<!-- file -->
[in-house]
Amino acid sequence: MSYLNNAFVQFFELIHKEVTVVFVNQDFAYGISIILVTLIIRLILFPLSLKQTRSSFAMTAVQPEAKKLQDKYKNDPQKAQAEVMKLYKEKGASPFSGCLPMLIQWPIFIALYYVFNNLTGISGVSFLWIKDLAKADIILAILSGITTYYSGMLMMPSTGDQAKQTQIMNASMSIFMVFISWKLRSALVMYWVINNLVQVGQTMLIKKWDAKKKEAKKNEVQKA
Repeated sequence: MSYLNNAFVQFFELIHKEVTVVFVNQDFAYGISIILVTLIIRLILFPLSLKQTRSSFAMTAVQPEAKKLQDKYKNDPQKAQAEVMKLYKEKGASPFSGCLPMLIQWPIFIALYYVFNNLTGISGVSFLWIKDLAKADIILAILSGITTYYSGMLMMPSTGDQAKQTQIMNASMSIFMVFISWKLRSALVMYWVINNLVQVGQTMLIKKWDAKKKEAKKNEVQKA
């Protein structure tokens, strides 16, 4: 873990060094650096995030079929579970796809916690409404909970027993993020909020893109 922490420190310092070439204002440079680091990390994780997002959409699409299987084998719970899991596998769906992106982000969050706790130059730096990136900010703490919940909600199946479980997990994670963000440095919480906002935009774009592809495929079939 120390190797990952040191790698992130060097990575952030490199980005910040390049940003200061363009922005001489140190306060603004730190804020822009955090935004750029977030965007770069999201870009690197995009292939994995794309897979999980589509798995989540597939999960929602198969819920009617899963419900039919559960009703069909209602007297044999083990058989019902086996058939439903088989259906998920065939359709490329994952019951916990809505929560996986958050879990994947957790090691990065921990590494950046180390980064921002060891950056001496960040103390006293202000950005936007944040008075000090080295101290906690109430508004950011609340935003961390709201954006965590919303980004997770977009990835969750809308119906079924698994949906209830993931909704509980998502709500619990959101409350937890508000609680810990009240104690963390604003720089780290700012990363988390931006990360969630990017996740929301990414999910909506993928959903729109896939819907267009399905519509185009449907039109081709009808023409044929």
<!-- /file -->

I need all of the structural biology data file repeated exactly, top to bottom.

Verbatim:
[in-house]
Amino acid sequence: MSYLNNAFVQFFELIHKEVTVVFVNQDFAYGISIILVTLIIRLILFPLSLKQTRSSFAMTAVQPEAKKLQDKYKNDPQKAQAEVMKLYKEKGASPFSGCLPMLIQWPIFIALYYVFNNLTGISGVSFLWIKDLAKADIILAILSGITTYYSGMLMMPSTGDQAKQTQIMNASMSIFMVFISWKLRSALVMYWVINNLVQVGQTMLIKKWDAKKKEAKKNEVQKA
Repeated sequence: MSYLNNAFVQFFELIHKEVTVVFVNQDFAYGISIILVTLIIRLILFPLSLKQTRSSFAMTAVQPEAKKLQDKYKNDPQKAQAEVMKLYKEKGASPFSGCLPMLIQWPIFIALYYVFNNLTGISGVSFLWIKDLAKADIILAILSGITTYYSGMLMMPSTGDQAKQTQIMNASMSIFMVFISWKLRSALVMYWVINNLVQVGQTMLIKKWDAKKKEAKKNEVQKA
């Protein structure tokens, strides 16, 4: 873990060094650096995030079929579970796809916690409404909970027993993020909020893109 922490420190310092070439204002440079680091990390994780997002959409699409299987084998719970899991596998769906992106982000969050706790130059730096990136900010703490919940909600199946479980997990994670963000440095919480906002935009774009592809495929079939 120390190797990952040191790698992130060097990575952030490199980005910040390049940003200061363009922005001489140190306060603004730190804020822009955090935004750029977030965007770069999201870009690197995009292939994995794309897979999980589509798995989540597939999960929602198969819920009617899963419900039919559960009703069909209602007297044999083990058989019902086996058939439903088989259906998920065939359709490329994952019951916990809505929560996986958050879990994947957790090691990065921990590494950046180390980064921002060891950056001496960040103390006293202000950005936007944040008075000090080295101290906690109430508004950011609340935003961390709201954006965590919303980004997770977009990835969750809308119906079924698994949906209830993931909704509980998502709500619990959101409350937890508000609680810990009240104690963390604003720089780290700012990363988390931006990360969630990017996740929301990414999910909506993928959903729109896939819907267009399905519509185009449907039109081709009808023409044929």